The CMS tracker is the largest silicon detector ever built, accurately tracking particle paths. Tracking is essential for reconstructing objects such as jets, muons, electrons and tau leptons, starting from the raw data from the silicon pixel and strip detectors. Due to the high number of tracks per bunch crossing and the read-out bandwidth limitations that were not predicted at the time of the original construction of the CMS tracker, the tracker needs to be replaced. In addition, high data rates dictate the need for a trigger that can select the potentially interesting events, such as those that will produce the Higgs particle. Within the EU-funded project HLTAUS (A level-1 tau trigger for CMS at HL-LHC), researchers successfully developed an algorithm for level-1 of the trigger that looks for tau-jets. Being the first ever algorithm that employs tracking information in CMS, it efficiently selects tau-jets and feeds them to the higher-level trigger at sufficiently low rates, even when CMS is performing at its peak. The new algorithm is seeded with calorimeter tau objects. The track that is found to be closest to the tau object is called the matching track. An isolation cone is formed around the direction of the matched track, whose size is proportional to the transverse energy of the level-1 tau trigger candidate. If no other track within this isolation cone is found close to the matched track, then the algorithm selects it. Overall, employment of tracking information allows maintaining the same energy thresholds for calorimeter objects and improves the performance for their selection. Project results were disseminated through the project website, workshops, seminars and posters.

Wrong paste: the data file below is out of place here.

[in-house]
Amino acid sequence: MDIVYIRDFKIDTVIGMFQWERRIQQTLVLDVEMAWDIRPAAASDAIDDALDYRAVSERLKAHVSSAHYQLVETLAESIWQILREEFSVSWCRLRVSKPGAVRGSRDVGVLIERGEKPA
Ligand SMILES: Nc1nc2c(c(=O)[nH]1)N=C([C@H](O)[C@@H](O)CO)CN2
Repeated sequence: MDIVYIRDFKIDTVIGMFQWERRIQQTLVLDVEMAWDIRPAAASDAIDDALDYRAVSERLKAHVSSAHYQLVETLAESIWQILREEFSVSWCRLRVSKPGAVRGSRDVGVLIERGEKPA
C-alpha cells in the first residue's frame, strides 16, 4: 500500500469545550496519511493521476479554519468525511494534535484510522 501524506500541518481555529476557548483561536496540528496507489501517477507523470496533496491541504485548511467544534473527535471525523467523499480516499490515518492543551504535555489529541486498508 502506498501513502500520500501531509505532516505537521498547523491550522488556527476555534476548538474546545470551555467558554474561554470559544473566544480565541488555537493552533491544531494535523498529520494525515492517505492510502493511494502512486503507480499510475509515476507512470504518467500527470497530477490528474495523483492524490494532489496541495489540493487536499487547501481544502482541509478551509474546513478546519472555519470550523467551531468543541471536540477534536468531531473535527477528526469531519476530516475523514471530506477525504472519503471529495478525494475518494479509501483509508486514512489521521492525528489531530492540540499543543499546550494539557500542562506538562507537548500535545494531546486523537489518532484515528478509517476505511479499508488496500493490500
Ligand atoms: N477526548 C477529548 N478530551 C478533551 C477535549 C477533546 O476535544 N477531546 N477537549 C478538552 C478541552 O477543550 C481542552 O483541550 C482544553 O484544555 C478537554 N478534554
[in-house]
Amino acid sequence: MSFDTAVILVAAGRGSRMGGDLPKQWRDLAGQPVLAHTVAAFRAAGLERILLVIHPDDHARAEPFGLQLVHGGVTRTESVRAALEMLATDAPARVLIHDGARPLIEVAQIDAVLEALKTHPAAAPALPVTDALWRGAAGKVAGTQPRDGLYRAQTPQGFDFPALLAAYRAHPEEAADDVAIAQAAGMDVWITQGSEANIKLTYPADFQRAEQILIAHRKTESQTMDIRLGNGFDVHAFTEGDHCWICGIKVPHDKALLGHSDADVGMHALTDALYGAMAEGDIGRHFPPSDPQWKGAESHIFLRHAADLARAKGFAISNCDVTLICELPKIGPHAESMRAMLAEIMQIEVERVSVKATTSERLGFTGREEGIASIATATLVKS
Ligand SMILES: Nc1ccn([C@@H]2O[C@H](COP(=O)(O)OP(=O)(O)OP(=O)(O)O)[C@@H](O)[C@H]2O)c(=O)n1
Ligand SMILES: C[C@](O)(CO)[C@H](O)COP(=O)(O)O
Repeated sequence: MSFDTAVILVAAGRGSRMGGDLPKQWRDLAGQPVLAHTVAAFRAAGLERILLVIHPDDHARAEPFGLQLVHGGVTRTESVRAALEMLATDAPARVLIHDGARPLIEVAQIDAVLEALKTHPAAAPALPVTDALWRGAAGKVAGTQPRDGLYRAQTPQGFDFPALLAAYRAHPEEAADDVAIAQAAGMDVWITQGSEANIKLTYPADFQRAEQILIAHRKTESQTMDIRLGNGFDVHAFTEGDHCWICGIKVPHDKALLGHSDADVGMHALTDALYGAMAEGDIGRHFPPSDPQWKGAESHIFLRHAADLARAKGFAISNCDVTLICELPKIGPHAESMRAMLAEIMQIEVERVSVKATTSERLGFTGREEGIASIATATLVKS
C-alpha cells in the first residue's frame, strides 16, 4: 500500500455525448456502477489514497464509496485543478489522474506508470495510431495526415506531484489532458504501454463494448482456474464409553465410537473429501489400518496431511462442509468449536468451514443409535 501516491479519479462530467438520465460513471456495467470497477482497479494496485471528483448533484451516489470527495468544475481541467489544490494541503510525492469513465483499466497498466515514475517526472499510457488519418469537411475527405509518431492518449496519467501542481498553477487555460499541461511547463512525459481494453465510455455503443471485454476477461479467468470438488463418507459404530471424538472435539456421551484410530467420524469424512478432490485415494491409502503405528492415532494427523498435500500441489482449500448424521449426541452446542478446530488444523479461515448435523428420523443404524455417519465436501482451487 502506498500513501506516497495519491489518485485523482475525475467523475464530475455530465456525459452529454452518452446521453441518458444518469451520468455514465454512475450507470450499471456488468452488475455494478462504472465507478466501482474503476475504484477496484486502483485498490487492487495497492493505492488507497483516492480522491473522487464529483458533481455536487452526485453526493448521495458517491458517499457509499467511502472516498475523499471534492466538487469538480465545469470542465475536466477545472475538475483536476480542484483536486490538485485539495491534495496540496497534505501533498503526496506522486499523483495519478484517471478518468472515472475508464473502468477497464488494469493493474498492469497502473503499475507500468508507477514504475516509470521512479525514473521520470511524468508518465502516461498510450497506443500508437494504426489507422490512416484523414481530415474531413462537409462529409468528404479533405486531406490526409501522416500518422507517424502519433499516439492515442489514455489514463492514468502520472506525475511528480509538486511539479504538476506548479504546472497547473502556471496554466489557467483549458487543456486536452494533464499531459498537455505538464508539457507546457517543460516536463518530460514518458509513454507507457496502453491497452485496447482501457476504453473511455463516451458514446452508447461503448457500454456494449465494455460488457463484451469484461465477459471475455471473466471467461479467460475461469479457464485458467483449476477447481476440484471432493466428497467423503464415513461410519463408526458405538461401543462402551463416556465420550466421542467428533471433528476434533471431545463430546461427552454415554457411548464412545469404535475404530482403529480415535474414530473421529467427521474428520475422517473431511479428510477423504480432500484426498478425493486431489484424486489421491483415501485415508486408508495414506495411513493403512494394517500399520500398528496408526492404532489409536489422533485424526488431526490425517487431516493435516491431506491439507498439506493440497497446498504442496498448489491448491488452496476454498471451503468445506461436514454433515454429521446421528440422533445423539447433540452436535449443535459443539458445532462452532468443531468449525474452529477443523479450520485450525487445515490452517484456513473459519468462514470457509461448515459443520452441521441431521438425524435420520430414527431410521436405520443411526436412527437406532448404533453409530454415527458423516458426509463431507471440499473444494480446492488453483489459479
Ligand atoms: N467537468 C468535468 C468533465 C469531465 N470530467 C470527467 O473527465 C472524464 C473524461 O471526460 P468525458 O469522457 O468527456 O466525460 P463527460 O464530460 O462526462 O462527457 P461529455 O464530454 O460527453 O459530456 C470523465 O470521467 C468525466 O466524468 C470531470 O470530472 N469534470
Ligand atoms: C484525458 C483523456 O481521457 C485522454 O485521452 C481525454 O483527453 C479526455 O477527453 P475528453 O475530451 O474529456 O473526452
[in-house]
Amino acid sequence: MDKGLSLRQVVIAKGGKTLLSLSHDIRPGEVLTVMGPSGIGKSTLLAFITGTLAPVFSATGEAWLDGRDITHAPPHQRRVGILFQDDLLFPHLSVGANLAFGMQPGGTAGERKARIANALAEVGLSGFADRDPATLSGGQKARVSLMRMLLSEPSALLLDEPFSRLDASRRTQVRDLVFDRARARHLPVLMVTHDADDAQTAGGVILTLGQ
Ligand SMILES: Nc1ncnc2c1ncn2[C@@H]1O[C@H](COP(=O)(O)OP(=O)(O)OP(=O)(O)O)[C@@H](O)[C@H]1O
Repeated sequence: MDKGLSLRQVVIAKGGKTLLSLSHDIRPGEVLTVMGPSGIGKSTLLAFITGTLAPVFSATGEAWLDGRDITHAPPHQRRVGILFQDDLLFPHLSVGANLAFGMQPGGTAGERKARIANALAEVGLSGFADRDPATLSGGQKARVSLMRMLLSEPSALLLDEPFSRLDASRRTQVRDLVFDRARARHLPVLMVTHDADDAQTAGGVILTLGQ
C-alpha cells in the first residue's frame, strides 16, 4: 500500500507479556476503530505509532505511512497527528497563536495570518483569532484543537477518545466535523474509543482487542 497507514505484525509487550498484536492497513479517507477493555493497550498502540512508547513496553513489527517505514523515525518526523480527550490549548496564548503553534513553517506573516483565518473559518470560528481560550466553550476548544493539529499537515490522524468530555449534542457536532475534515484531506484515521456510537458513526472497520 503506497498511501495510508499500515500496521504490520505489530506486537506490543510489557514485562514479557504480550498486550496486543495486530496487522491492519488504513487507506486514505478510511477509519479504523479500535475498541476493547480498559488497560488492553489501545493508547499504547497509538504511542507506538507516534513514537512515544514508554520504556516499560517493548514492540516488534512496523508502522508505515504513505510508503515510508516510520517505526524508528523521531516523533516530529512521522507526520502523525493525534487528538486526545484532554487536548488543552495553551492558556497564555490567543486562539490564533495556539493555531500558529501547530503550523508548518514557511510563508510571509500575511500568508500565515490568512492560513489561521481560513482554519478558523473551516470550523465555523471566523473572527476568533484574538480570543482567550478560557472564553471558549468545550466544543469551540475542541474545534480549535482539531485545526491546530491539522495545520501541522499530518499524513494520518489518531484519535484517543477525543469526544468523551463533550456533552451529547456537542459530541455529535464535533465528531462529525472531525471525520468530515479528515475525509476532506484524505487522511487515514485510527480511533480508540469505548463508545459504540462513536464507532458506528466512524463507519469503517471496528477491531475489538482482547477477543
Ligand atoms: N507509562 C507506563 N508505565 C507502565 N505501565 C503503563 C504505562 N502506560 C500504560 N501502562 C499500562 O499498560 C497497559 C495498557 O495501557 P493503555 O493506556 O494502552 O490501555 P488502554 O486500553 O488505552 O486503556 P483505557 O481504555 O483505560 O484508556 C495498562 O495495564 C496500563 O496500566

Higgs particle, HL-LHC, tracking information, CMS tracker, HLTAUS, tau-jets